Rare is the school without an anti-bullying campaign. We know how easy it is for children at the receiving end of such behaviors to be devastated by them. The same is true for adults. Interacting on a regular basis with people who belittle and malign us is hazardous to our emotional health. Who wants to be around someone who communicates their contempt, with or without words, indicating that they think us boring, bossy, stupid, flaky, weak, inconsiderate, ugly, insensitive, worthless, or a failure?
But what if the bully is you?
I’m not implying that you bully other people. But, truth be known, some of us have a habit of bullying ourselves. Here are a few examples of things we might say to ourselves that we wouldn’t dream of saying to anyone else:
What an idiot!
Why can’t I do anything right?
God hates me.
Nobody likes me.
I look awful.
God won’t forgive me.
Researchers estimate that we have, on average, seventy thousand thoughts in the course of a single day. It’s inevitable that some of them will be negative. But when our negative thoughts greatly outweigh our positive thoughts, we have a problem. Many of these thoughts come to mind unbidden, operating just below the surface of consciousness. Writing them down can help us become more aware of them, forcing them out into the open so we can challenge their accuracy. Once we become aware of these internal dialogues, we can replace them with milder, neutral, or even positive statements that affirm the truth of who we are and what God thinks of us.
Why not spend some time paying attention to your thoughts today? Try writing down the negative ones, and then take each one to God in prayer.
I look up to the mountains—does my help come from there? My help comes from the Lord, who made heaven and earth! . . . The sun will not harm you by day, nor the moon at night. The Lord keeps you from all harm and watches over your life. The Lord keeps watch over you as you come and go, both now and forever.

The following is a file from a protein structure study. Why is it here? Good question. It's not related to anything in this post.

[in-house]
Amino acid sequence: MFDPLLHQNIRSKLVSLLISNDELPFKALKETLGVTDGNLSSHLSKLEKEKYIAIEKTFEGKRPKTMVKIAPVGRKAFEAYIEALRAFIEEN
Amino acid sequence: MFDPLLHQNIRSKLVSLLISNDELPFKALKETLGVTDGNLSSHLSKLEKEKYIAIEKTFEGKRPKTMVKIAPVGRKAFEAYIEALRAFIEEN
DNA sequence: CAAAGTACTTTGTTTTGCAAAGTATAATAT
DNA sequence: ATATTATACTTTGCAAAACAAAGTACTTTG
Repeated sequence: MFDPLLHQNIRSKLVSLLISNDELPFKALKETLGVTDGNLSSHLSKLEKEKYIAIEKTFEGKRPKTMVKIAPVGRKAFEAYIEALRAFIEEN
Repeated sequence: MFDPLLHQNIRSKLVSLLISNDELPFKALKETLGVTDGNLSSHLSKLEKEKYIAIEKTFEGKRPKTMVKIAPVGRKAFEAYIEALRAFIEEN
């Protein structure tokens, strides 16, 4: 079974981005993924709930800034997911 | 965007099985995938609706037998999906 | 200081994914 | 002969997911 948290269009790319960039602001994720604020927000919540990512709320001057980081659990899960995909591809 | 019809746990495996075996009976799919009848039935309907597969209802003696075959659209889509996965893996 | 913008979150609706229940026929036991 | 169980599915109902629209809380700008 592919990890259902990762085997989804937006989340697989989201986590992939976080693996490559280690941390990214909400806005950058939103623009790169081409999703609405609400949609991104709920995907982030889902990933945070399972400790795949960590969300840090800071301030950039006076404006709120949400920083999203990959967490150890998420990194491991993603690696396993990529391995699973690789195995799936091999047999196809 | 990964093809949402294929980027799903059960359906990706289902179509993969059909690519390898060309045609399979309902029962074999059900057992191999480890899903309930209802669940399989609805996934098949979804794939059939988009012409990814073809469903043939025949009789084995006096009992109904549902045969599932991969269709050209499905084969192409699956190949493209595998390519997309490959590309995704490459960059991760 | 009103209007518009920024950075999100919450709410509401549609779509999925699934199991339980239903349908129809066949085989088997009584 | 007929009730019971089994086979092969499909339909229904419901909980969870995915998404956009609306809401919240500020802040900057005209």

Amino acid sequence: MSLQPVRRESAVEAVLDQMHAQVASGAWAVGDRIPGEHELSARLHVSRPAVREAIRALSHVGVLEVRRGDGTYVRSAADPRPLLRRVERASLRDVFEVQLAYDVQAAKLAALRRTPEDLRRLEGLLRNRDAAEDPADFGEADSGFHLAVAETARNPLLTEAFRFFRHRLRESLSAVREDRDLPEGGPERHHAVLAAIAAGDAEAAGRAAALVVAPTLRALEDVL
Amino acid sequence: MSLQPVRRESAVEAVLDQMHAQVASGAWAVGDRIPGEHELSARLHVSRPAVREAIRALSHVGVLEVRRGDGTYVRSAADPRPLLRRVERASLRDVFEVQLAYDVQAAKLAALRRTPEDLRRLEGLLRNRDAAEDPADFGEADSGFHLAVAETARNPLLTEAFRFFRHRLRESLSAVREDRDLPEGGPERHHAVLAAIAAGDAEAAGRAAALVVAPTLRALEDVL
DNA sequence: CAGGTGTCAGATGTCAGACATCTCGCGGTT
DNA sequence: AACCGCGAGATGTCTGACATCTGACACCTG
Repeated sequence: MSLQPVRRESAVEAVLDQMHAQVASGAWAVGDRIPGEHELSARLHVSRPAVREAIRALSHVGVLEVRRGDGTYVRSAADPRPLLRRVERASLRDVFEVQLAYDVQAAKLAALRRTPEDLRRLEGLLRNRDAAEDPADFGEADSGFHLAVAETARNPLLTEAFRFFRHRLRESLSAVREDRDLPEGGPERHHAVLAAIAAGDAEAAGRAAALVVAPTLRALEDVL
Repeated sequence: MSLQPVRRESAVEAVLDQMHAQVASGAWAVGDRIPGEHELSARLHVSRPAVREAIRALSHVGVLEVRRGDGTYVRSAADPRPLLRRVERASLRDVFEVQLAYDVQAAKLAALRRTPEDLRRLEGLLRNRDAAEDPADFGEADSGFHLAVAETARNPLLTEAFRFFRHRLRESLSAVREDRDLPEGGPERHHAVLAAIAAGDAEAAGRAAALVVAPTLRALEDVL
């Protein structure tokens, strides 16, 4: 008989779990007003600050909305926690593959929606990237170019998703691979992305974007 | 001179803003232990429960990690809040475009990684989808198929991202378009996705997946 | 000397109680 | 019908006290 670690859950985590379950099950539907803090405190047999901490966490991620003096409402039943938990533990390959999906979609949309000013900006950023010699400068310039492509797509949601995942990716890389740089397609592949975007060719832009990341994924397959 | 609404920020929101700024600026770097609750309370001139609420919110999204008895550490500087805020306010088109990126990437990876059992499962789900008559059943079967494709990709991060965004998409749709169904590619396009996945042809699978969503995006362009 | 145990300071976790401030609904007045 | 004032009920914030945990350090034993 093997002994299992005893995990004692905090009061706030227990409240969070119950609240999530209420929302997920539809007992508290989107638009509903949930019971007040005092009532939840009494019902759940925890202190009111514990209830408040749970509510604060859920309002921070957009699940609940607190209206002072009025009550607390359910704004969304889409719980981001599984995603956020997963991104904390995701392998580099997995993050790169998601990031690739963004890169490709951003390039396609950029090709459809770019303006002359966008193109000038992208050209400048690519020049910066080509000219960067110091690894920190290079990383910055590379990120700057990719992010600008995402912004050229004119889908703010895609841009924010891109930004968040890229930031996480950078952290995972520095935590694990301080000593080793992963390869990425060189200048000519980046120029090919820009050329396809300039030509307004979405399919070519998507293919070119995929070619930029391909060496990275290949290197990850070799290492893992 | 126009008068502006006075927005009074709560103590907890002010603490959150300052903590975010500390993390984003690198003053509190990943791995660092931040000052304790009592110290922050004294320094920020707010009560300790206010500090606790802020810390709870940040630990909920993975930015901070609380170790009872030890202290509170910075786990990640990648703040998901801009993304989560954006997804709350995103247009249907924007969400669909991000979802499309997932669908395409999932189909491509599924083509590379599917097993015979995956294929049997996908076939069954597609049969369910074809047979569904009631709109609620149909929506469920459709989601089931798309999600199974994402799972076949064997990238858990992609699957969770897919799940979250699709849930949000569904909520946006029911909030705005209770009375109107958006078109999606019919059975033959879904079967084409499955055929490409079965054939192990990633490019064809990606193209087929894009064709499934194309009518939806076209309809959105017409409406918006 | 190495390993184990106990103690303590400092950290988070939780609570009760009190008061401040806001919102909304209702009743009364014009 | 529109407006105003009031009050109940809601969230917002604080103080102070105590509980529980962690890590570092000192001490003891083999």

Psalm 121:1-2, 6-8
Psalm 121 is known as a psalm of ascent, one of a group of psalms prayed by Jewish pilgrims on their way to Jerusalem to worship at three annual feasts. The psalmist looks to the mountains, perhaps wondering if thieves and robbers lurk there. Or perhaps he is thinking of the mountains around Jerusalem, longing to worship God in the Temple.
Each verse repeats a theme as if to underline or italicize it, highlighting the truth it affirms. And what is this truth? That on every journey—even on the journey of life—God is our protector.
Last night I was discussing the psalm with friends. Someone asked why the psalmist said that neither the sun nor the moon would hurt you. The phrase sounded strange. One person suggested that the psalmist might be referring to the sun and moon gods of the surrounding peoples. Another remarked on how difficult it is to live in a desert climate, where sunstroke is always a danger. Still another mentioned the link between the words lunacy and moon, wondering if the pilgrims who prayed the psalms would have linked the moon to mental instability. We concluded that in this case the sun and moon must signify anything that might terrify or threaten you by day or by night. Our discussion wrapped up when one friend attempted a modern paraphrase of verse 6, quipping:
The Dow Jones Industrial will not strike you by day,
nor the Hang Seng Index by night.
With that we parted. And when it was time to sleep, I did just that.
What do Roberto Alomar, Mickey Mantle, Pete Rose, and Eddie Murray all have in common? If you’re a fan of Major League Baseball, you may know that each was a talented switch-hitter, able to slug a baseball either right-handed or left-handed, depending on which would prove most advantageous against a particular pitcher. While many switch-hitters have to train themselves to use their nondominant hand, some have an inborn talent for it. These players are, of course, ambidextrous.